Record-breaking Rube Goldberg inflates, then pops balloon in 300 steps

Purdue's Society of Professional Engineers set a new record for rubegoldbergery with a 300-step balloon-inflater/popper. As magnificent as the machine itself is, the best part of this video is unquestionably the roar of the crowd.

WEST LAFYETTE, Ind., USA--The Purdue Society of Professional Engineers team smashed its own world record for largest Rube Goldberg machine with a 300-step behemoth that flawlessly accomplished the simple task of blowing up and popping a balloon - setting the new world record for the Largest functional Rube Goldberg machine, according to World Records Academy.

Largest Rube Goldberg Machine: Purdue team set new world record (2012) (via Neatorama)


  1. define “step”.  i gotcher gazillion step balloon inflater right here; which starts when the muscles for my diaphragm to fill my lungs are fueled with cheetos™ and low cost beer like substance… then ATP is synthesized… several monkeys are involved… and you can be sure that i count posting the whole unseemly affair to youtube as one of the steps too!

    1. I also don’t see how one step led to another. It just looked like a bunch of unrelated things happening. Leave it to engineers to make something amazing that is only for their own techno prowess, but leaves everyone else scratching their heads.

      1. I’ve personally found this to be the case with a great many well-crafted machines like this…the transitions happen rather quickly, and aren’t always immediately apparent.  My favorite video as a kid was The Way Things Go …I must have watched it hundreds of times, if not thousands, and still don’t fully understand every single point.  I guess that’s part of the appeal, such great precision and planning is required to make it all go so flawlessly.

  2. I feel like it’s worth noting that Purdue has graduated a fairly large number of people who have gone on to become astronauts. I guess this is what engineers can do in their spare time until we start sending people back up into space!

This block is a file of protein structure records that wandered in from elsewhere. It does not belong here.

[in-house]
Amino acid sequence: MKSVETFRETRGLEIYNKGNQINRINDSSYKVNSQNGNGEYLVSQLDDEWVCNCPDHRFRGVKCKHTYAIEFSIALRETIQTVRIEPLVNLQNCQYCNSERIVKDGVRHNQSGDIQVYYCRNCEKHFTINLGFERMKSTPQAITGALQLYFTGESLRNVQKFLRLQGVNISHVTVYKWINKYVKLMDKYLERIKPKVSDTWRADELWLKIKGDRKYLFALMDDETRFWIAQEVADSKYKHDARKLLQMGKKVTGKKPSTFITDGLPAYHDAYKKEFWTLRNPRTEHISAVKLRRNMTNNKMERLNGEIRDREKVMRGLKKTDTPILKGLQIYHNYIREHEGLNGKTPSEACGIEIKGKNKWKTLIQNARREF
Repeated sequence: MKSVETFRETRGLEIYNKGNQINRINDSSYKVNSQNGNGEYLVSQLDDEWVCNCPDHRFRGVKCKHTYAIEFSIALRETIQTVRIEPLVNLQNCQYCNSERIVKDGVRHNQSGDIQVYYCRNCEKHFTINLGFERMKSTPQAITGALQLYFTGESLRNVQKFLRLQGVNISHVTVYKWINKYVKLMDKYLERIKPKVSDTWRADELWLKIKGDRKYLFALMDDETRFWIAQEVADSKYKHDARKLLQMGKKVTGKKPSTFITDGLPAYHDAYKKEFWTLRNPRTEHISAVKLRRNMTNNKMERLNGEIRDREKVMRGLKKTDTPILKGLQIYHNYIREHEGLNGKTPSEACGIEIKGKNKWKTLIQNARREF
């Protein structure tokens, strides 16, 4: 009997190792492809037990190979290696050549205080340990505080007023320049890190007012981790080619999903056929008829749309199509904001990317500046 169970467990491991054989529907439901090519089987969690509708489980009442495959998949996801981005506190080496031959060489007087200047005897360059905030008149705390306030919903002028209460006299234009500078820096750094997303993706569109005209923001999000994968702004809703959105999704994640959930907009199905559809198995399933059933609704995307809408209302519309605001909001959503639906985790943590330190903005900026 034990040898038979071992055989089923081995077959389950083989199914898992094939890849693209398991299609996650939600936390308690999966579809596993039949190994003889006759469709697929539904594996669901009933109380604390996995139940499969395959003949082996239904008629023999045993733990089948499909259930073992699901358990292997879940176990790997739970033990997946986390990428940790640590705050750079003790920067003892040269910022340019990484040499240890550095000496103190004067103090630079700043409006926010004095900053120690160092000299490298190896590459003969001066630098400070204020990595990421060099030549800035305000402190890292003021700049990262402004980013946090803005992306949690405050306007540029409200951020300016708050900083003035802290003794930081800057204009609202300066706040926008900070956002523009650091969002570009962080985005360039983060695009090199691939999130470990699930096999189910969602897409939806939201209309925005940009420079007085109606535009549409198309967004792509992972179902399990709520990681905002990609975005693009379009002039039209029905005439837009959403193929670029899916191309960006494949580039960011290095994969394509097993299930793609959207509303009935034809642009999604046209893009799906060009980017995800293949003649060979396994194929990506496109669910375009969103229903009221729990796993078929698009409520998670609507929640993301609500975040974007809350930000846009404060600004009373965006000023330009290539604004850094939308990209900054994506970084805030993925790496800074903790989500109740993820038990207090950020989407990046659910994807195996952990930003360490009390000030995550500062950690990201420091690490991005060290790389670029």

3. For some reason, this makes me think of trying to get my 7 year-old to brush her teeth and hair.

  4. Pretty good. But I didn’t see a calculator verifier (with a “check” key) anywhere. How do we know if the Fun Pass used was authentic?


  6. If this isn’t a perfect metaphor for the current US Congress, I don’t know what the hell is.

  7. OK, someone needs to make one of these goldberg videos of a pop band ski jumping over a steam punk shark. 

    Then we can play it as a loop and move on.

  8. Rube Goldberg machines have now officially jumped the shark.  This is like watching Waterworld–bloated, unnecessary, pointless.  But some good special effects.

      1. Interstitials for a kids’ program called “Pitagora Suitchi” or I guess “Pitagora Switch”, “Pythagoras Switch(es)” etc. by NHK, Japan’s national public broadcaster.

        Edit: here’s the Japanese name of the series for your copy-and-pasting pleasure; yields a lot more YouTube hits than transcriptions: ピタゴラスイッチ

  9. …the best part of this video is unquestionably the roar of the crowd.

    Agreed. This is evidently something they did strictly for themselves and accidentally captured part of on video, which, as an afterthought, they posted to YouTube.

    I see balls rolling, levers rotating, fruit being sacrificed, and hidden panels rotating into and out of view, but there is little evidence that these steps are in any way related to each other, much less what mechanisms connect them.

    Rube Goldberg machine: A device (or set of unrelated devices, AFAICT) requiring a ridiculous amount of time and effort in order to achieve the simple goal of boring unititiated spectators for 2 minutes and 17 seconds.

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